It might, but often, a funny thing happens. Often, you forget about it. And often, you find that the new car wasn’t a need at all.

The impulse faded. And you just saved yourself a ton of money.

3. Live smaller than you can afford

You finally get that big raise. And you want to celebrate – and why not?

You’ve been looking forward to this forever. And after all, it was all due to your hard work.

That’s fine, splurge a little. However, make it a one-time deal and be done.

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Don’t get caught in the trap that just because you’re now making more money, you should spend more.

Too often, people get more money and feel like they that gives them the means to buy a bigger house, a bigger car… you know the drill. Resist.

The fact is that living smaller than what you can afford is one of the fastest ways to build savings.

But if you constantly upgrade as you begin to make more, then you’ll never get ahead. You’ll just build up more debt along the way and have just as little wiggle room as before.

4. Practice smart grocery shopping

Food… it’s one of the biggest portions of any budget. And if you’re not careful, it can be one of the biggest drains on your wallet.

But luckily, there are a few things you can do to ensure that you stay smart with your money when buying groceries.

Create a grocery budget

Set a strict weekly grocery budget. When you know how much you can spend on groceries, you can then plan your weekly menu around it.

Once you know what all you need, you can go shopping and keep a running tally as you shop to ensure you’re on track.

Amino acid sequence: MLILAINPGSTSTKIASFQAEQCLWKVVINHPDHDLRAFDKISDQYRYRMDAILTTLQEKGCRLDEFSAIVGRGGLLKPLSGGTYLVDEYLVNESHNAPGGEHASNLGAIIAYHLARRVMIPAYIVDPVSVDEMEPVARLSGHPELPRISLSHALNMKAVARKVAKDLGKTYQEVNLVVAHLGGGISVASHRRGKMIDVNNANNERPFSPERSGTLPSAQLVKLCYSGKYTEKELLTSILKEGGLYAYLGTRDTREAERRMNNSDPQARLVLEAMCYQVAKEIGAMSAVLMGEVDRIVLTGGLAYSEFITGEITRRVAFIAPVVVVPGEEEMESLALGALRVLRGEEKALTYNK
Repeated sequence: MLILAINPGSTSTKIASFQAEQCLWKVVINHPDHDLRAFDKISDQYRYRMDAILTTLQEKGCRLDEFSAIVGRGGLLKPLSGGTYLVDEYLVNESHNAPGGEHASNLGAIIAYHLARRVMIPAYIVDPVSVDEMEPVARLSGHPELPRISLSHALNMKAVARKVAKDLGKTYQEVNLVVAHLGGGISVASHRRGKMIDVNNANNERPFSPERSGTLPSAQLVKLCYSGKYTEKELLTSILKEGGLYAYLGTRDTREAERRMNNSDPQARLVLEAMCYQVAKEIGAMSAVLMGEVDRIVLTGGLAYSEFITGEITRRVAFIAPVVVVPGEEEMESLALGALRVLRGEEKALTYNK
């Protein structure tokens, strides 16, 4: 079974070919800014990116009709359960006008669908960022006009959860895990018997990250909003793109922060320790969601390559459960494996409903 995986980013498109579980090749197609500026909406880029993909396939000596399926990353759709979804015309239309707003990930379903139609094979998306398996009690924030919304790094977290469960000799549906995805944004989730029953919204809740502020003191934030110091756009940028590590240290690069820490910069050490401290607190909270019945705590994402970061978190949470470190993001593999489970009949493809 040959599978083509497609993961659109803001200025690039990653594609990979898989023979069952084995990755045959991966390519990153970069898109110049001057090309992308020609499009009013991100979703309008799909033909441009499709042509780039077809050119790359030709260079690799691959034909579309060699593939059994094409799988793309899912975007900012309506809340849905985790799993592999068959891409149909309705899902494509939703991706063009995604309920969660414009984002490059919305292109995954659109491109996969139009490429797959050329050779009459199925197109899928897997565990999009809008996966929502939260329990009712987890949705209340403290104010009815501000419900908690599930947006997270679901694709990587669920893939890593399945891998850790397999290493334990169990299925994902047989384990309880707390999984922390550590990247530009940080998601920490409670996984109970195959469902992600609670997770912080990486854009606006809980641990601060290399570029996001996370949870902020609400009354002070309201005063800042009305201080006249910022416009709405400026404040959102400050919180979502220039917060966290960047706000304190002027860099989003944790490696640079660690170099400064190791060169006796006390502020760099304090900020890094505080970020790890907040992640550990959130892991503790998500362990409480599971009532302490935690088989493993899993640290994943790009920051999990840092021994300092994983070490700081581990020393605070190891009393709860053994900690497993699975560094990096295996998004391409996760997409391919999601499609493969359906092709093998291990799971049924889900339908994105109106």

I tend to do this in my head, rounding for each item. However, writing it down as you go would probably work best for most people.

Make a list… and never deviate

Never go to the grocery store without a list. If you go to the store with a ballpark idea in mind, you don’t have a true ide of what you need.

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You’re not well-researched. You don’t know what the sales are. As a result, you’re going to make decisions on the fly.

These impulse decisions will lead to overspending, which will derail your grocery budget.

Eat before going grocery shopping

It’s also important to eat prior to going to the grocery store. Hunger is a powerful force.

If you’re shopping on an empty stomach, everything is going to look good. In particular, you may find a lot of ready-made, processed snacks will look enticing.

After all, you’re hungry now and that food is easily available. So subconsciously, you may lean towards those items.